I have always been in favour of little ones watching the telly - in moderation of course. If you pick the right programmes, it can be educational and entertaining, it gives them a cultural connection with their peers and it can give mummy some much-needed rest time. The little man has learnt to read numbers by watching Numtums and I love the gentle moral message that comes across in Postman Pat - everyone helps each other out and hasn't a bad word to say about anyone (perhaps I need a couple of days living in Greendale).
However, lately we have noticed that the little man is perhaps watching a little too much. I had fallen into the deadly habit of letting him watch YouTube clips of his favourite programmes on the iPad while he had dinner, something that never sat right with me and always filled me with guilt everytime I did it. As our son is very French in the way he eats - he takes ages - we started to tot up the hours he was spending in front of the screen, adding telly time as well, and decided it was getting a bit out of hand. Plus, he was spending a lot of time reciting scripts of his most-watched programmes and he had got into the habit of demanding TV everytime we returned home which was very wearing.
So we decided to go cold turkey. I might add the little man's daddy managed rather skillfully to time the launch of this screen-ban with a "very important meeting" taking him away from home and leaving me to face what seemed like a daunting uphill battle. But his job is with numbers and mine is looking after our telly addict so it was only right really that I face the challenge.
In actual fact, the new regime was remarkably easy to implement. Day one he asked for the usual programmes and "the little laptop" for dinner. I didn't say no, just distracted him and he was fine. Day two he asked once or twice. By day three he had forgotten all about them. Instead, he started doing puzzles again, and reading books - something he had loved doing but that had gone by the wayside as the telly took over. We sat and read book after book. He mastered a 20-piece puzzle, then a 24-piece. He started playing more with his cars and train set. It was more hardwork for me entertaining him (although the beauty is he started entertaining himself more) but the results at the end were just so rewarding it was completely worth it. We could see our little boy coming on leaps and bounds and not once did he ask for the TV. Yesterday he was ill and asked for Postman Pat so we cuddled up and watched it together - I am not a complete dictator.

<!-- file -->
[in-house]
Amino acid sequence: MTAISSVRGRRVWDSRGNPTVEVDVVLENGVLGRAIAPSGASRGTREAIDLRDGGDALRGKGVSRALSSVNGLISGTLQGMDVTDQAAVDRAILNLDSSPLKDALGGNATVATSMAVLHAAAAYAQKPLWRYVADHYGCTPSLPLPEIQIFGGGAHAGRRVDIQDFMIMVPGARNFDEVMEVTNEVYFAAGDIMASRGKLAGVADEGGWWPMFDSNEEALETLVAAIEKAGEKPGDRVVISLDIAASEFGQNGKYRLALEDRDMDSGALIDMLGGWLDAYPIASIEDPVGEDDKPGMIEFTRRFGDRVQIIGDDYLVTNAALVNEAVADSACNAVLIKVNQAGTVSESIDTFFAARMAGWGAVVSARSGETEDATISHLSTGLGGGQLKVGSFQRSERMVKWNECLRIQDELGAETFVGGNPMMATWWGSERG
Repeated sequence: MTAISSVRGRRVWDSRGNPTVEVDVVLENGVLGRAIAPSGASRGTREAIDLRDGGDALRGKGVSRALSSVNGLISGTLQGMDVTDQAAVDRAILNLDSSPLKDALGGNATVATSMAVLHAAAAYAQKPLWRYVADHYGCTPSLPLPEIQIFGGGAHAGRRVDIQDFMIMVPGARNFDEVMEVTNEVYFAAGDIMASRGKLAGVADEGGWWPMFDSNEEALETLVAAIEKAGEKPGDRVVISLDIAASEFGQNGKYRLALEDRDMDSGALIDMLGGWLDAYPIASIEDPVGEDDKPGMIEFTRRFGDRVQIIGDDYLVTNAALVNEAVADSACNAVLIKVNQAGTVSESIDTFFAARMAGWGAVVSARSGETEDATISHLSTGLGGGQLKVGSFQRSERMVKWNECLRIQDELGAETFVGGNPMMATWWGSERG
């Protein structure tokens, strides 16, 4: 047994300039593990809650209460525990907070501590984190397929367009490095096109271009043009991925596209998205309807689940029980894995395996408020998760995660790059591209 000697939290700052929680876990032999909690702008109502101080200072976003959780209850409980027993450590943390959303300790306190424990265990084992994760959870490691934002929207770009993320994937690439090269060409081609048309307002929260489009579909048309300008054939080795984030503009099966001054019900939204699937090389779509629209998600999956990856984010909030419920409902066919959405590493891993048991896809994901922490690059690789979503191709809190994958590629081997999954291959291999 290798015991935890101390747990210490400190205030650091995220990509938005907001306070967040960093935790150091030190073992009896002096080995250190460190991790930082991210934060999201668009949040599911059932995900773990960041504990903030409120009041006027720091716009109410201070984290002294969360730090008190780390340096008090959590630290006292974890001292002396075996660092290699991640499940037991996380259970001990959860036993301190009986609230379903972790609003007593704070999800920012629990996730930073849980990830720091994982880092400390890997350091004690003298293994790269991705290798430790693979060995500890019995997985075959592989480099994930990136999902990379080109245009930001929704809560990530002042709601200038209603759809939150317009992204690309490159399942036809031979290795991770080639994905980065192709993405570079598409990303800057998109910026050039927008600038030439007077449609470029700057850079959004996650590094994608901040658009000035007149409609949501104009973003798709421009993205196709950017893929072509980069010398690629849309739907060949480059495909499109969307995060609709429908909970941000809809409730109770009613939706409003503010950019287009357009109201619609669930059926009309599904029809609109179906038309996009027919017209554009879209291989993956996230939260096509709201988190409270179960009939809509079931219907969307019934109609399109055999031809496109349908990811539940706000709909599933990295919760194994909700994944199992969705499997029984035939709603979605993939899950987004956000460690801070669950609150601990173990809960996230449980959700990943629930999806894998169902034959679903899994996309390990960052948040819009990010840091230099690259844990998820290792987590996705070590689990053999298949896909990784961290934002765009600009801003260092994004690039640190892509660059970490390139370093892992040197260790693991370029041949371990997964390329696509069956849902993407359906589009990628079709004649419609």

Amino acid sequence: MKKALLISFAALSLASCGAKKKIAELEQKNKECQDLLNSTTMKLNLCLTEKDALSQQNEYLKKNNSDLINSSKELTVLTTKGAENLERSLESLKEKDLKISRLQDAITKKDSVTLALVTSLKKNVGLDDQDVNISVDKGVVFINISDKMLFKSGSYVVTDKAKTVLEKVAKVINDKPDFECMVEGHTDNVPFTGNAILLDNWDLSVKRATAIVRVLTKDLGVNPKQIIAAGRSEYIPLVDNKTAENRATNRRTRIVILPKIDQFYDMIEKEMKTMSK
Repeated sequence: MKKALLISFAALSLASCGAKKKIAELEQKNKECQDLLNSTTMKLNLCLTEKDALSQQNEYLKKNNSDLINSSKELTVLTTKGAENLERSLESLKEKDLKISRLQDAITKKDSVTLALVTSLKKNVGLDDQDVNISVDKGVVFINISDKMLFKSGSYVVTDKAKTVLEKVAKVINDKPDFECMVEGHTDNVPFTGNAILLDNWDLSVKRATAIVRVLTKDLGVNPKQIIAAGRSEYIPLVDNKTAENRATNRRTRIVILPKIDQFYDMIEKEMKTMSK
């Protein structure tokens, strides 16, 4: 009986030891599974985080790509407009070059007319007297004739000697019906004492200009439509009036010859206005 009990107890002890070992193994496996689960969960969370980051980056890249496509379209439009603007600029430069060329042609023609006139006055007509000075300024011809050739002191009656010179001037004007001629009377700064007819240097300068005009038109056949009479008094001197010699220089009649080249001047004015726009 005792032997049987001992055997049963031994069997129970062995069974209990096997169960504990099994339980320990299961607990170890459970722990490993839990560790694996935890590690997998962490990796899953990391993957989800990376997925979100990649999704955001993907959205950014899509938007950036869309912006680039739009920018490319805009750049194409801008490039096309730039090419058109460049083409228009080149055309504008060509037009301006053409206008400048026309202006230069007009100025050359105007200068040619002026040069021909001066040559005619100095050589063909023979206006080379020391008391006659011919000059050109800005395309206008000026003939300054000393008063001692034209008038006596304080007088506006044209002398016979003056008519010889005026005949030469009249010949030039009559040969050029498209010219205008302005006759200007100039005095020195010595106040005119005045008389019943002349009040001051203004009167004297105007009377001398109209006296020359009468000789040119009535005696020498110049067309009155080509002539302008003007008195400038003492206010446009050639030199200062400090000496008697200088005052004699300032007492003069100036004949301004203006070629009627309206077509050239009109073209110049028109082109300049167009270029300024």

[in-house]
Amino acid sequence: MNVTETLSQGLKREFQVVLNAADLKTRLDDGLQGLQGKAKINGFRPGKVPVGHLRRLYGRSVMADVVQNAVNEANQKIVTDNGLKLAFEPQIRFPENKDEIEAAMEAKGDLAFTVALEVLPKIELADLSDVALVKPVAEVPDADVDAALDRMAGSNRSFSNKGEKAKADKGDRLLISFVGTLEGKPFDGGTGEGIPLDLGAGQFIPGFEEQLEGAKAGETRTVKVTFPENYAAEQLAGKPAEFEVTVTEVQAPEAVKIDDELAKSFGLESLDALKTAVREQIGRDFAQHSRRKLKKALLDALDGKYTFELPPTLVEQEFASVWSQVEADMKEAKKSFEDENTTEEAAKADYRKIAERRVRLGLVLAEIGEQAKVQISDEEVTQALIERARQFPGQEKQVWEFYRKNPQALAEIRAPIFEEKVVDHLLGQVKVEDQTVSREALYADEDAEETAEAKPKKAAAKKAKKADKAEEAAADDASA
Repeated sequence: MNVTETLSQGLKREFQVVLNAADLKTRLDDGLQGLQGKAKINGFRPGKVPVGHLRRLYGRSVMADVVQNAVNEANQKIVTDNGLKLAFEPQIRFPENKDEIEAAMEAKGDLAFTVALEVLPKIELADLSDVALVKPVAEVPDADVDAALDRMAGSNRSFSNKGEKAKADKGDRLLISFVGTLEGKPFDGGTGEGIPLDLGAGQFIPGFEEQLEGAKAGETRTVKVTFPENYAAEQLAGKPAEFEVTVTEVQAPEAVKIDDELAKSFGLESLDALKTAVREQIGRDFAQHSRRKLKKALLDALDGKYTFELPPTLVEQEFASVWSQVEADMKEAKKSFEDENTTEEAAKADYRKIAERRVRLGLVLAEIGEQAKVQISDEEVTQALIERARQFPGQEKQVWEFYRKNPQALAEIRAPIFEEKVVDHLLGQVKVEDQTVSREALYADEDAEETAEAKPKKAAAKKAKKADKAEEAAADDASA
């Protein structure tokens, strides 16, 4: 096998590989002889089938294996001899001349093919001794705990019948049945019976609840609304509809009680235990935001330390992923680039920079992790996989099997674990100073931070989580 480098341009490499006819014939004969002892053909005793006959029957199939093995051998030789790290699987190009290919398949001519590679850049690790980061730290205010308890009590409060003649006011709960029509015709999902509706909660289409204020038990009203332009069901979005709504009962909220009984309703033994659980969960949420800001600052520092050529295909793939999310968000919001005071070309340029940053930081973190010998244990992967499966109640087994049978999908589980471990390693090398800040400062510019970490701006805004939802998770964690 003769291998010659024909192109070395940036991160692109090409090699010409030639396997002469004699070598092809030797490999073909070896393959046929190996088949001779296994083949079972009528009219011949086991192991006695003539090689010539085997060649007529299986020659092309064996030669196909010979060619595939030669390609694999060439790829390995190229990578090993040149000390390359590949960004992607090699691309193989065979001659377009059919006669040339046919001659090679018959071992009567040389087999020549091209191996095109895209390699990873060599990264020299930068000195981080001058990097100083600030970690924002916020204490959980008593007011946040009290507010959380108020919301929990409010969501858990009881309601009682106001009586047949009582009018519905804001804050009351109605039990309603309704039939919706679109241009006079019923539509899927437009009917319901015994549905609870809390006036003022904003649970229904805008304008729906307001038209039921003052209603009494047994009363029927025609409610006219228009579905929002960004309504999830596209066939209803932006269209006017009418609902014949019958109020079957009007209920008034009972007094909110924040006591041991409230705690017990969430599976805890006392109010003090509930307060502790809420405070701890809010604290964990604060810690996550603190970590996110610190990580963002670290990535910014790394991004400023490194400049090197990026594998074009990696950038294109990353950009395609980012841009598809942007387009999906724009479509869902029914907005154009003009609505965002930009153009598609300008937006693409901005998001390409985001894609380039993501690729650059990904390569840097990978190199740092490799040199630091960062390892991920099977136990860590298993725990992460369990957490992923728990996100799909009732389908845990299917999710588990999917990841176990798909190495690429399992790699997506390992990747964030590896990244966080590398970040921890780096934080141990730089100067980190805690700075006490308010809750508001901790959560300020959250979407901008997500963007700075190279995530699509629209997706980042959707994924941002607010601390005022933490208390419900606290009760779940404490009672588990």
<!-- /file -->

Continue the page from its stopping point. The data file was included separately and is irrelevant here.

I don't envisage a future without telly, and I wouldn't want that as I feel he would be missing out, but as far as I can it is going to be a limited passtime to make room for others. Well, let's see how it goes. Now, where did I hide the remote?